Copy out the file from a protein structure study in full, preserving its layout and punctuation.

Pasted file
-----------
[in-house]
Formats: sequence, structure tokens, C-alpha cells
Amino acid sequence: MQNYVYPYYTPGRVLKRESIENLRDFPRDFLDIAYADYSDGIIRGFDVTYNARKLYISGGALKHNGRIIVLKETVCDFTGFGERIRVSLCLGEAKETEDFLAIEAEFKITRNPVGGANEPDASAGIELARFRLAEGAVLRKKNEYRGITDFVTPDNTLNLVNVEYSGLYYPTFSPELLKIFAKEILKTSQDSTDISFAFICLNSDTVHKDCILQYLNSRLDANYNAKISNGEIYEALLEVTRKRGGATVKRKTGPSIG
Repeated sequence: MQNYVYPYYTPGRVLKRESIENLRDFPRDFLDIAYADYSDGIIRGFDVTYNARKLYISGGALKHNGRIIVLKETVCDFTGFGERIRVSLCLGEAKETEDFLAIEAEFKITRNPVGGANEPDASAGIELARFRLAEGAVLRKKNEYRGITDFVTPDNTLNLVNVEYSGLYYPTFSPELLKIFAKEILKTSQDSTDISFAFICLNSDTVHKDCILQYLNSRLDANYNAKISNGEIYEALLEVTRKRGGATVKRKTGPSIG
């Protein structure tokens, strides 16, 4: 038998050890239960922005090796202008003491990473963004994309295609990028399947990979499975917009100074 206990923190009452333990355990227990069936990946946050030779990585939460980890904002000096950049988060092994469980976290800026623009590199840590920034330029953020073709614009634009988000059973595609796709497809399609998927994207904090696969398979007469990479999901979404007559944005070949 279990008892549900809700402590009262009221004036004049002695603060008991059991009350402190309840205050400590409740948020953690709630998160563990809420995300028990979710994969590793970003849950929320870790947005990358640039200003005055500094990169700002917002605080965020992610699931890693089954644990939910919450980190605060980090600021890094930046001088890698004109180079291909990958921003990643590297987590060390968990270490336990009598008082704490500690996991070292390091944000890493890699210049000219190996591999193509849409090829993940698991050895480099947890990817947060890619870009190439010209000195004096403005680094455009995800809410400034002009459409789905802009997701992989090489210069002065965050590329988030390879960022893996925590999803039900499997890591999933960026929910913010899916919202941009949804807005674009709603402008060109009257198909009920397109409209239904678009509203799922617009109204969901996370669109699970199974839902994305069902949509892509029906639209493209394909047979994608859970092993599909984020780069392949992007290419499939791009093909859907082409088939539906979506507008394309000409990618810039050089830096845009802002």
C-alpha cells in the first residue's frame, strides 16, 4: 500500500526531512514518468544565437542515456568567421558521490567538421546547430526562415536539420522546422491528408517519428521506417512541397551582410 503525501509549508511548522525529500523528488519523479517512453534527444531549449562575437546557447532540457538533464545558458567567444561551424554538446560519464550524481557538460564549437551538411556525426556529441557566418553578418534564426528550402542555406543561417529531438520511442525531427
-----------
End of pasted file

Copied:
[in-house]
Formats: sequence, structure tokens, C-alpha cells
Amino acid sequence: MQNYVYPYYTPGRVLKRESIENLRDFPRDFLDIAYADYSDGIIRGFDVTYNARKLYISGGALKHNGRIIVLKETVCDFTGFGERIRVSLCLGEAKETEDFLAIEAEFKITRNPVGGANEPDASAGIELARFRLAEGAVLRKKNEYRGITDFVTPDNTLNLVNVEYSGLYYPTFSPELLKIFAKEILKTSQDSTDISFAFICLNSDTVHKDCILQYLNSRLDANYNAKISNGEIYEALLEVTRKRGGATVKRKTGPSIG
Repeated sequence: MQNYVYPYYTPGRVLKRESIENLRDFPRDFLDIAYADYSDGIIRGFDVTYNARKLYISGGALKHNGRIIVLKETVCDFTGFGERIRVSLCLGEAKETEDFLAIEAEFKITRNPVGGANEPDASAGIELARFRLAEGAVLRKKNEYRGITDFVTPDNTLNLVNVEYSGLYYPTFSPELLKIFAKEILKTSQDSTDISFAFICLNSDTVHKDCILQYLNSRLDANYNAKISNGEIYEALLEVTRKRGGATVKRKTGPSIG
């Protein structure tokens, strides 16, 4: 038998050890239960922005090796202008003491990473963004994309295609990028399947990979499975917009100074 206990923190009452333990355990227990069936990946946050030779990585939460980890904002000096950049988060092994469980976290800026623009590199840590920034330029953020073709614009634009988000059973595609796709497809399609998927994207904090696969398979007469990479999901979404007559944005070949 279990008892549900809700402590009262009221004036004049002695603060008991059991009350402190309840205050400590409740948020953690709630998160563990809420995300028990979710994969590793970003849950929320870790947005990358640039200003005055500094990169700002917002605080965020992610699931890693089954644990939910919450980190605060980090600021890094930046001088890698004109180079291909990958921003990643590297987590060390968990270490336990009598008082704490500690996991070292390091944000890493890699210049000219190996591999193509849409090829993940698991050895480099947890990817947060890619870009190439010209000195004096403005680094455009995800809410400034002009459409789905802009997701992989090489210069002065965050590329988030390879960022893996925590999803039900499997890591999933960026929910913010899916919202941009949804807005674009709603402008060109009257198909009920397109409209239904678009509203799922617009109204969901996370669109699970199974839902994305069902949509892509029906639209493209394909047979994608859970092993599909984020780069392949992007290419499939791009093909859907082409088939539906979506507008394309000409990618810039050089830096845009802002």
C-alpha cells in the first residue's frame, strides 16, 4: 500500500526531512514518468544565437542515456568567421558521490567538421546547430526562415536539420522546422491528408517519428521506417512541397551582410 503525501509549508511548522525529500523528488519523479517512453534527444531549449562575437546557447532540457538533464545558458567567444561551424554538446560519464550524481557538460564549437551538411556525426556529441557566418553578418534564426528550402542555406543561417529531438520511442525531427